Diarmuid Breatnach, London, May 1981.
Last night, from afar, I watched the Lark die
and inside me, began to cry,
and outside, a little too.
There’s nothing more that can now be done,
to save the life of this toilers’ son;
another martyr – Bobby, adieu.
Imperialism takes once more its toll,
another name joins the martyrs’ roll
and a knife of sadness runs us through.
But sorrow we must watch,
for it can still,
yes, it can kill
the song that Bobby listened to.
And if his death be not in vain,
let’s fuel our anger with the pain
and raise the fallen sword anew;
and this sword to us bequeathed:
let its blade be never sheathed
’till all our foes be ground to dust
and their machines naught but rust ….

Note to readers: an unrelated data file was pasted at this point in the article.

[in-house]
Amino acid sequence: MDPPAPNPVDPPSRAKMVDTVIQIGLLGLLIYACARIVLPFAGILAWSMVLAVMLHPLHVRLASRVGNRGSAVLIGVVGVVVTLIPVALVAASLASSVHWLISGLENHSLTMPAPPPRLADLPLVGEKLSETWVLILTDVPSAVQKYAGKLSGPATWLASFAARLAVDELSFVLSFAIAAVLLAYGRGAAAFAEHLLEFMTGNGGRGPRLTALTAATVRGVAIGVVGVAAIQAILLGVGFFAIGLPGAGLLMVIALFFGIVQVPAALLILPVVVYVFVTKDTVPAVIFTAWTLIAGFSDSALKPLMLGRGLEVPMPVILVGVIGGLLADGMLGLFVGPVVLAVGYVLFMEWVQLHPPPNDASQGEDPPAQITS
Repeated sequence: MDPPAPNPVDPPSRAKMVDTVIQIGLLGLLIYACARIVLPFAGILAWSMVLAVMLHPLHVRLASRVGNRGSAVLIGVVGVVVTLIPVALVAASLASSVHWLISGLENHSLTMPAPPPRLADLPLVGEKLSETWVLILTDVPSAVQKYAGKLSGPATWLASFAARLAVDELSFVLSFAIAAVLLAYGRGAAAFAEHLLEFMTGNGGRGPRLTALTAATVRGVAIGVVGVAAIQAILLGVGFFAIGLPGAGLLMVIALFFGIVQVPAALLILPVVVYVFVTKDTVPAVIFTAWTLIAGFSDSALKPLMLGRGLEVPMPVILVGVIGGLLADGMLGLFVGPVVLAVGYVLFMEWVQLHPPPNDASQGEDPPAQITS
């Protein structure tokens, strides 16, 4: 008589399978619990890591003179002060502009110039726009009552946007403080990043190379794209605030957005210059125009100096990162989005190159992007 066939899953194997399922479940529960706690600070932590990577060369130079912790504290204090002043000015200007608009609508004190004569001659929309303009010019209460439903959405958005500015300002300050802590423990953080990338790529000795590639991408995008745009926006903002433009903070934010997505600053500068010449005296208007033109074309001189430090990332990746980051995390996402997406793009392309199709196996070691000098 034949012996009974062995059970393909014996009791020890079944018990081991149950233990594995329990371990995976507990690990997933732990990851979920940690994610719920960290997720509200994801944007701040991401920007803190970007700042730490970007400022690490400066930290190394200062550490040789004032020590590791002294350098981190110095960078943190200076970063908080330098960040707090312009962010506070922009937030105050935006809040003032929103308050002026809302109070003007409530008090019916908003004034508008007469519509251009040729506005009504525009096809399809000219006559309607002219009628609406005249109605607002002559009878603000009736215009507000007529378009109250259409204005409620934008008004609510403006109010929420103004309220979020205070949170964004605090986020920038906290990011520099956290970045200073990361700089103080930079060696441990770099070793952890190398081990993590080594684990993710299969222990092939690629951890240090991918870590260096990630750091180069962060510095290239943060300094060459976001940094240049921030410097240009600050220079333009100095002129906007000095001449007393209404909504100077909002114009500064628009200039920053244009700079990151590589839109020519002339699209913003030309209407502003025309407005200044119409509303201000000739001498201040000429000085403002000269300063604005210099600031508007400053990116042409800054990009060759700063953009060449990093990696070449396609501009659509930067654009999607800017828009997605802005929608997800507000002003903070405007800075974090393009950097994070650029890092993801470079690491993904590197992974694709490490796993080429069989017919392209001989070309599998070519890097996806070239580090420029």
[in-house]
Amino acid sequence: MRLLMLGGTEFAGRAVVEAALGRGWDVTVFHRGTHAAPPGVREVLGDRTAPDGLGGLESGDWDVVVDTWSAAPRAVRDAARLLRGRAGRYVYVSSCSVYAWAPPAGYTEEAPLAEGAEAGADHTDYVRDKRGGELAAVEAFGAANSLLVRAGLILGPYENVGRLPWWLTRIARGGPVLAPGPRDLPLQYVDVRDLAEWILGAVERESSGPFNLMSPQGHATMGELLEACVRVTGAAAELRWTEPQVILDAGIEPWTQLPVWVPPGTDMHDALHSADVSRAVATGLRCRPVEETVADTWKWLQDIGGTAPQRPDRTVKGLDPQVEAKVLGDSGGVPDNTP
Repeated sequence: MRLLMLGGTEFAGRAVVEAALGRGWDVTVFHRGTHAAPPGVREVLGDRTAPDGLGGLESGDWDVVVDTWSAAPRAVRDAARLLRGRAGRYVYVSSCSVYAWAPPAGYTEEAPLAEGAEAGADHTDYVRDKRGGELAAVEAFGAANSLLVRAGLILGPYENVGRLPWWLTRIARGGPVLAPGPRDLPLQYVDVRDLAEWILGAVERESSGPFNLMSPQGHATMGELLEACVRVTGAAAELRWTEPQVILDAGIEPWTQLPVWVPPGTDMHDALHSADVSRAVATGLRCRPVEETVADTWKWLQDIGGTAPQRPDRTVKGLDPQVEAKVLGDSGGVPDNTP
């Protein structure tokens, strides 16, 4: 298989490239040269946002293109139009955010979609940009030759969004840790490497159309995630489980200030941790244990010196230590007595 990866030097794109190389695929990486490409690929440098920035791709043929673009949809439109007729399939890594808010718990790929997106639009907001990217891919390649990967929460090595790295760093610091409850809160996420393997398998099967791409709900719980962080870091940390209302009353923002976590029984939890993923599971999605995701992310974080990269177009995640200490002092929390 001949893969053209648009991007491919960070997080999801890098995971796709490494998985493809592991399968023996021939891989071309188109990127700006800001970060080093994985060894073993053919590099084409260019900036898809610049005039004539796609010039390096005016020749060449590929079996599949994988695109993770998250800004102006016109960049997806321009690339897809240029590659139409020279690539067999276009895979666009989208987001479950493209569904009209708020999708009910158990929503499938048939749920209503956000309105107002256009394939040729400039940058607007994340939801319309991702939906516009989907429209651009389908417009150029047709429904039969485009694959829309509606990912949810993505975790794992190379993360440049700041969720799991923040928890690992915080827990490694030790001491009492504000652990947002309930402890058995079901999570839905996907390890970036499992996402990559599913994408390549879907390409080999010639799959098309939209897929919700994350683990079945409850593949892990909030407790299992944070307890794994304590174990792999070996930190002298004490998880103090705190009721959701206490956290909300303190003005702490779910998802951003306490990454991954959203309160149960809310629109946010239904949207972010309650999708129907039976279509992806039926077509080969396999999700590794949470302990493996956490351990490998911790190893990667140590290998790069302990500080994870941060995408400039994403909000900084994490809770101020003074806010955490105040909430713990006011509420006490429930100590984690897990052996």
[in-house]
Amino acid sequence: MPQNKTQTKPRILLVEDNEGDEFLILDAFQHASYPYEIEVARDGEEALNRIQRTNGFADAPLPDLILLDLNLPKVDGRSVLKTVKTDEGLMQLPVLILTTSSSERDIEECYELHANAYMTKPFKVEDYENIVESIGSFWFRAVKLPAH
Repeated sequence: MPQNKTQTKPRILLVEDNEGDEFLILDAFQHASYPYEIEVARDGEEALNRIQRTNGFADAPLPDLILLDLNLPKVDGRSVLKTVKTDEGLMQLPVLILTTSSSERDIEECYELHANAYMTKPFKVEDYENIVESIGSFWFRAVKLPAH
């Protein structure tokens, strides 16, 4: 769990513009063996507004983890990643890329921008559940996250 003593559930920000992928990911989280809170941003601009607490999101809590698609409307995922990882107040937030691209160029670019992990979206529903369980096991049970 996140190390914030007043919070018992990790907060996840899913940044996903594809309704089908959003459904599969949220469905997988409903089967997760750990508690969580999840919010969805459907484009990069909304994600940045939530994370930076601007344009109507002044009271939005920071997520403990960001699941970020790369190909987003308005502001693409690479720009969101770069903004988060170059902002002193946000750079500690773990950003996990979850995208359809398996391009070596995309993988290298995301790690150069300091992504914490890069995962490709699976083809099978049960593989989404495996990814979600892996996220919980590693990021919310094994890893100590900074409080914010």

Then will the servant be the master
and our widening horizons ever-vaster
and our debt
(Written in London as the death of Bobby Sands was imminent or had just occurred, after the author had attended pickets and demonstrations in solidarity with the hunger strikers in attempt to avert their deaths by pressurising the British Government to accede to their just demands. Bobby Sands died on 5th May 1981, to be followed by nine others in the weeks and months that followed. The struggle was one for the human dignity of Irish Republican political prisoners of Britain in the Six Counties British colony).